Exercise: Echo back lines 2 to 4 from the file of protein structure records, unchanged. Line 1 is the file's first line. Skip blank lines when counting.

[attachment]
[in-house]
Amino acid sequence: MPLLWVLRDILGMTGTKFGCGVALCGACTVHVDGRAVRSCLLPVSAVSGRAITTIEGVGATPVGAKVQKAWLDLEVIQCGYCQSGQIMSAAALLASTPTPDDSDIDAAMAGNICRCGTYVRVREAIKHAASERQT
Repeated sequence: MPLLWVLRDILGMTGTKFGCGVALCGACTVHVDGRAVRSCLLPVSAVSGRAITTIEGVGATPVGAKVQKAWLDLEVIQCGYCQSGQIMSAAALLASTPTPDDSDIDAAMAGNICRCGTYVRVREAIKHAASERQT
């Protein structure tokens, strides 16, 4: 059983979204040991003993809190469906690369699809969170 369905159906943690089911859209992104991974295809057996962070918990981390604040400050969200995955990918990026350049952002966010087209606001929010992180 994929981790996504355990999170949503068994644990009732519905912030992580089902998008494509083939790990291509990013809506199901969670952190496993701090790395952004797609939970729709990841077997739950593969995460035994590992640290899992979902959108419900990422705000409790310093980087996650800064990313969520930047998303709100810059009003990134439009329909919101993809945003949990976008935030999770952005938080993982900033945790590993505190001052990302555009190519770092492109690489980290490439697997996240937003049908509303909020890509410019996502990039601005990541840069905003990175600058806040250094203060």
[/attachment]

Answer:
Amino acid sequence: MPLLWVLRDILGMTGTKFGCGVALCGACTVHVDGRAVRSCLLPVSAVSGRAITTIEGVGATPVGAKVQKAWLDLEVIQCGYCQSGQIMSAAALLASTPTPDDSDIDAAMAGNICRCGTYVRVREAIKHAASERQT
Repeated sequence: MPLLWVLRDILGMTGTKFGCGVALCGACTVHVDGRAVRSCLLPVSAVSGRAITTIEGVGATPVGAKVQKAWLDLEVIQCGYCQSGQIMSAAALLASTPTPDDSDIDAAMAGNICRCGTYVRVREAIKHAASERQT
């Protein structure tokens, strides 16, 4: 059983979204040991003993809190469906690369699809969170 369905159906943690089911859209992104991974295809057996962070918990981390604040400050969200995955990918990026350049952002966010087209606001929010992180 994929981790996504355990999170949503068994644990009732519905912030992580089902998008494509083939790990291509990013809506199901969670952190496993701090790395952004797609939970729709990841077997739950593969995460035994590992640290899992979902959108419900990422705000409790310093980087996650800064990313969520930047998303709100810059009003990134439009329909919101993809945003949990976008935030999770952005938080993982900033945790590993505190001052990302555009190519770092492109690489980290490439697997996240937003049908509303909020890509410019996502990039601005990541840069905003990175600058806040250094203060």